ONE of the three councillors who ruled Uber should not be allowed to operate in Brighton and Hove has been accused of “staggering confusion” by an industry expert.

Meanwhile a petition to save Uber in the city has already been launched.

In 2016 Uber was hacked by American cyber criminals and names, email addresses and phone numbers of account holders were stolen, although never released in public.

Green Councillor Lizzie Deane, explaining the unanimous decision of the city council licensing panel on Tuesday, said: “The panel had a number of concerns, mainly relating to passenger safety and security.

“In particular, we heard of a major breach where over 57 million Uber users had their personal data compromised.

“Sadly, our fears that this may happen again have been realised, with news this week revealing that tens of thousands of Uber usernames, passwords and bank details have been hacked from UK accounts and sold on the ‘dark web’, enabling unauthorised users to make fraudulent journeys charged to other people’s accounts.”

She was referring to a BBC South East story last week, which showed Uber accounts were available to buy online, with criminals then able to charge their journeys to other people’s accounts.

But the security weakness which created that criminal opportunity was not within Uber’s systems.

The “hacked accounts” being sold online were accessible by two main means.

An Uber user could have clicked on a “phishing” email sent by a cyber criminal and unwittingly sent their log-in details to a fraudster.

They could also have use the same password for many accounts and log-in data from another website was compromised.

When that happens, criminals find out what other accounts and services they can get into with the leaked usernames and passwords –including Uber.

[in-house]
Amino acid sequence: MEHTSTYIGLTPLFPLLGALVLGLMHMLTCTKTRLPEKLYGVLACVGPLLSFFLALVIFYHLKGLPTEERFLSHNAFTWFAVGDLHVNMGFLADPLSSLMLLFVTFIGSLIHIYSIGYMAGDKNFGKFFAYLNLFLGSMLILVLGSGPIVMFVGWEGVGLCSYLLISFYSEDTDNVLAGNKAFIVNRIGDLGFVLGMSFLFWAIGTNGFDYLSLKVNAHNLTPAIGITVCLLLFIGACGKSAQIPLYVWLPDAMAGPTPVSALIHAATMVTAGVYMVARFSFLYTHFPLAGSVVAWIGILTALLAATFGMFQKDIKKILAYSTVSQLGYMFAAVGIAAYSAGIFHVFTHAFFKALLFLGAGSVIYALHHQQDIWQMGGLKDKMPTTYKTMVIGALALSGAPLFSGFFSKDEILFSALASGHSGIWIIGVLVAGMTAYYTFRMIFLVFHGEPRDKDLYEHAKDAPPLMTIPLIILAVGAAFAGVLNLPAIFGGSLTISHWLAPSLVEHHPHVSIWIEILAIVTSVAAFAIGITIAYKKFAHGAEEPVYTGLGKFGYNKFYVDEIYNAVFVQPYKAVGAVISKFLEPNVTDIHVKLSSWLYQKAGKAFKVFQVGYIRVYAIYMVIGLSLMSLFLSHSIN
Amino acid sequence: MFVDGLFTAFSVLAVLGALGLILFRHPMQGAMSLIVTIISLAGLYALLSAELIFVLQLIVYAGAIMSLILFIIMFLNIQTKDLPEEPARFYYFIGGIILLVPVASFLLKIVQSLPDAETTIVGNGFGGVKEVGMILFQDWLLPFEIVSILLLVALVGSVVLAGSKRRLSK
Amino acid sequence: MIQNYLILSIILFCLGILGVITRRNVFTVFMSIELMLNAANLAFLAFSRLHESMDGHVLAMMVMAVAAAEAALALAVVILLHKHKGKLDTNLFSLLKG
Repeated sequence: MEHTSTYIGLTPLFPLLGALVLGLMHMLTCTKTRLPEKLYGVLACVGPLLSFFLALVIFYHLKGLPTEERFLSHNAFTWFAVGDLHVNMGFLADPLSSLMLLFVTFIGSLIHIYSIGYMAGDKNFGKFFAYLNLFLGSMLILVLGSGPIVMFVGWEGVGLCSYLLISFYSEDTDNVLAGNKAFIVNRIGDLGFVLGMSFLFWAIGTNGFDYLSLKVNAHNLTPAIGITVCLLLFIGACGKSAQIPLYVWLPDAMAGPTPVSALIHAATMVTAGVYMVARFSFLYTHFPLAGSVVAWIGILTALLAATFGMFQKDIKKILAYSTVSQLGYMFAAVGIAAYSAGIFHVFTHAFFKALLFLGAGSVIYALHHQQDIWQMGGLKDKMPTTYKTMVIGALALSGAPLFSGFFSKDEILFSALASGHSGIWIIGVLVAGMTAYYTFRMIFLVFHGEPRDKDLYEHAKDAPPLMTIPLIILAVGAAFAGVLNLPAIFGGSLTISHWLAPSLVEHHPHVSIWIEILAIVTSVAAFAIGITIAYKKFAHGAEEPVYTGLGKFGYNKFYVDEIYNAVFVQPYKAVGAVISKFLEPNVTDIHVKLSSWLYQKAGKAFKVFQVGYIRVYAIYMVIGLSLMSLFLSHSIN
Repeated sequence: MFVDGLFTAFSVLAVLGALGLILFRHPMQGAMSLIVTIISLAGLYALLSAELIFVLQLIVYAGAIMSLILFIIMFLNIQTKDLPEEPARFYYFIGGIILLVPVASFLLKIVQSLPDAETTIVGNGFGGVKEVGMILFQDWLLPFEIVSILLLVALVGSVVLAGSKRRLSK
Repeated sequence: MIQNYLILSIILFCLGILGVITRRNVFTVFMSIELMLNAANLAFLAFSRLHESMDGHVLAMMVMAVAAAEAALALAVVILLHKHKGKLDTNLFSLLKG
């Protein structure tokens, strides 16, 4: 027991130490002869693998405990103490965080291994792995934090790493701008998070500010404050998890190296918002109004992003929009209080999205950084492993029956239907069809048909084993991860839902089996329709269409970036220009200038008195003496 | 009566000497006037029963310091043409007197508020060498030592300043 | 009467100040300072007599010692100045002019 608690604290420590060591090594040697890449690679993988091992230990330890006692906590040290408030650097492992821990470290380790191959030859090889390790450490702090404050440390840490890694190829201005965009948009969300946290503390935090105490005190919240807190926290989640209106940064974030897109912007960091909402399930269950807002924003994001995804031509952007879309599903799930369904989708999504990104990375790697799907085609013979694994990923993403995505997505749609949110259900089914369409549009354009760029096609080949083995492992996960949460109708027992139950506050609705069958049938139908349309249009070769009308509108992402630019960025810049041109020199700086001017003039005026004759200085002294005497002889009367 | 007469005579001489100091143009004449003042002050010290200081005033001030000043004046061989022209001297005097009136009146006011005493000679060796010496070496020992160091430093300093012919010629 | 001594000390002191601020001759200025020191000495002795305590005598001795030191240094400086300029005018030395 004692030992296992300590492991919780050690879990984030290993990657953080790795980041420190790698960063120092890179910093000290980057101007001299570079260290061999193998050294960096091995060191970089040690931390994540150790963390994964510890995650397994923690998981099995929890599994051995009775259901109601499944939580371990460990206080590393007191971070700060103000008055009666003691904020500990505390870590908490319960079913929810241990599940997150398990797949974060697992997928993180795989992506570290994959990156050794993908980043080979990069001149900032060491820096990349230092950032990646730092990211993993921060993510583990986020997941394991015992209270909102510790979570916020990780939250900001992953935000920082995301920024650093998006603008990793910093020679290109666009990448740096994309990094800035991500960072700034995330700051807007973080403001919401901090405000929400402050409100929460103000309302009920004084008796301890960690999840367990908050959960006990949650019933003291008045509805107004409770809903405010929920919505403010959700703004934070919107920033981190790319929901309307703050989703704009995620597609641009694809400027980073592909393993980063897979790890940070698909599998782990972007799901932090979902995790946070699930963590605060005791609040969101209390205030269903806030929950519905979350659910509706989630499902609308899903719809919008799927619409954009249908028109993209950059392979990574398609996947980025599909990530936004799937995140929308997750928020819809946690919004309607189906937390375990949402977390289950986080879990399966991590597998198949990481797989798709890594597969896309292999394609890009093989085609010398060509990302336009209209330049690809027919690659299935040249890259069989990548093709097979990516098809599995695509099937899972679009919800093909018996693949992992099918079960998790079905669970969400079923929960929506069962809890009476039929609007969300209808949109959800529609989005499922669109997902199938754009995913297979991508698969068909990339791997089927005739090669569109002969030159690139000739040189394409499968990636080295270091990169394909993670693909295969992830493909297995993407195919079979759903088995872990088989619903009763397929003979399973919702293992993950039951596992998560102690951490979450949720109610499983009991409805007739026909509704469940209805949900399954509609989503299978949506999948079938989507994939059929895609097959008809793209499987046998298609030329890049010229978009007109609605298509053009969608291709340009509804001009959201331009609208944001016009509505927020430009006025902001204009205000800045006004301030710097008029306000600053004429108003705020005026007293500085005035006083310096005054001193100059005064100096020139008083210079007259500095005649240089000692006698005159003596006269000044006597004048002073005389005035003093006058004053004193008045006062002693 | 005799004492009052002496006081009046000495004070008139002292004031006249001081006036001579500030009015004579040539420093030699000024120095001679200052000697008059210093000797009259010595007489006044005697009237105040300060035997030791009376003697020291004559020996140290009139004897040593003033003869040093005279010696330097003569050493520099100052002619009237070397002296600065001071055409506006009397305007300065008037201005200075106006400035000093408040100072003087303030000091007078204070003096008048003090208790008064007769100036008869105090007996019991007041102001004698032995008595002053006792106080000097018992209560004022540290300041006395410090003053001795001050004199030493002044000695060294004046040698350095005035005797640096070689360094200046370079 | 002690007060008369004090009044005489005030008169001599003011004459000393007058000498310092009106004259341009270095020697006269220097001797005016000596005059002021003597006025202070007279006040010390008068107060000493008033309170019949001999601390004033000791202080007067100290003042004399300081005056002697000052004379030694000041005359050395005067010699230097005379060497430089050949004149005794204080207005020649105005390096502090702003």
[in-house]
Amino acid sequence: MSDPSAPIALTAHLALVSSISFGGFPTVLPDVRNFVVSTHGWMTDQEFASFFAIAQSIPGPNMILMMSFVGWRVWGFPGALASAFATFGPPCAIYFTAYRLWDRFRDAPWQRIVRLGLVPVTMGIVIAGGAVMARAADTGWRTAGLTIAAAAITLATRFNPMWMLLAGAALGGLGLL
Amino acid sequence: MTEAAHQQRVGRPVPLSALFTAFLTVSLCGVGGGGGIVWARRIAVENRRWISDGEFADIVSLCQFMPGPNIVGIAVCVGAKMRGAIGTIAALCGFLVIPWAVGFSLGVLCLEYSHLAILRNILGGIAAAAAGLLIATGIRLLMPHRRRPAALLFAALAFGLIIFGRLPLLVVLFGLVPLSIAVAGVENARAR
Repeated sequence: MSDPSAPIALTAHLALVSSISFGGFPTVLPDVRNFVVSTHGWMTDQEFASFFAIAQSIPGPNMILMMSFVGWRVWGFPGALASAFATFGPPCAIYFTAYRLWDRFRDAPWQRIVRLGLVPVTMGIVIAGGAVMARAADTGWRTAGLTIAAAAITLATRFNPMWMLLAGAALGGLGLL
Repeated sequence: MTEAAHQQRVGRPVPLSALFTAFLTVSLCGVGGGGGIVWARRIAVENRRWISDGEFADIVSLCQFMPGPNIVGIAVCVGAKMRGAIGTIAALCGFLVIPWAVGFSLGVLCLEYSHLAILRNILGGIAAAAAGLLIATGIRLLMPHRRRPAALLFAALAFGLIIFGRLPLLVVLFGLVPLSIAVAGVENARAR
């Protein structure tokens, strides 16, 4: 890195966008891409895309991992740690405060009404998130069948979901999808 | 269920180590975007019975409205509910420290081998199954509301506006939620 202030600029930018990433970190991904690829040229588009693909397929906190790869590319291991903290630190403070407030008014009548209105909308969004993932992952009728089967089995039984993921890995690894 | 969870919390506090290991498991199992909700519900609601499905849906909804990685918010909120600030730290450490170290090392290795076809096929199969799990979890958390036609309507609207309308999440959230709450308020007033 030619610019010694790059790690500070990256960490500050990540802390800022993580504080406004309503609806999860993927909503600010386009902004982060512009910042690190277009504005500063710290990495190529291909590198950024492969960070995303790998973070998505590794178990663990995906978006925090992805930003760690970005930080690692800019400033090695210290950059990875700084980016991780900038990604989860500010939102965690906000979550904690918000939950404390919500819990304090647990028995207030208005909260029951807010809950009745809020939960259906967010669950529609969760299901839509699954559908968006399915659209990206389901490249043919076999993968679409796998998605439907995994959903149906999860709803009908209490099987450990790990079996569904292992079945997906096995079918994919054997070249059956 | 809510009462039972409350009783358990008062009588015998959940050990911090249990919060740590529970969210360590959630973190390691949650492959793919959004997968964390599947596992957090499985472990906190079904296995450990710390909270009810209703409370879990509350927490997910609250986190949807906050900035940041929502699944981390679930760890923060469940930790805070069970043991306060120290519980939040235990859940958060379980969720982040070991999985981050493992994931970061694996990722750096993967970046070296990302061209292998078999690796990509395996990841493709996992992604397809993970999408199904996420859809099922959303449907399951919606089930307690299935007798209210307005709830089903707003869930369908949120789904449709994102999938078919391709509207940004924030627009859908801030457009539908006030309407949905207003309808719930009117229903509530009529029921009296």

Sam Dumitriu, from Brighton, is head of research at the Adam Smith Institute. His research specialism is the gig economy.

He said: “That is staggering, that she would make that confusion, that such a mistake would be made by someone with the power to regulate the service.

“What that shows is that local councils shouldn’t be enforcing data regulations.

“It’s clearly an area of policy where we need a high level of expertise.”

An Uber spokesman said: “We remind our users to always use unique passwords for different online accounts. When people use the same password on more than one site and one of those accounts is compromised, anywhere else with the same log-in details can also be accessed.

“It is not possible for anybody who logs into an Uber account to access credit card details and we have made significant changes to reduce the ability for criminals to take trips on compromised accounts. We are always enhancing the ways we protect our users, and will refund trips a customer didn’t book or take.”

Cllr Deane said: “One of the biggest concerns the licensing panel had was data security. This was after councillors heard the detail of a breach that last year saw 57 million drivers and users of Uber have their personal information exposed. I stand by these concerns. A week after the original panel hearing ended, a BBC South East investigation into fraudulent Uber rides stated that ‘the app is easily hacked.’ Anyone would find that alarming.”

A petition to save Uber in the city has already received more than 150 signatures in under 24 hours. 

To read or sign the petition go to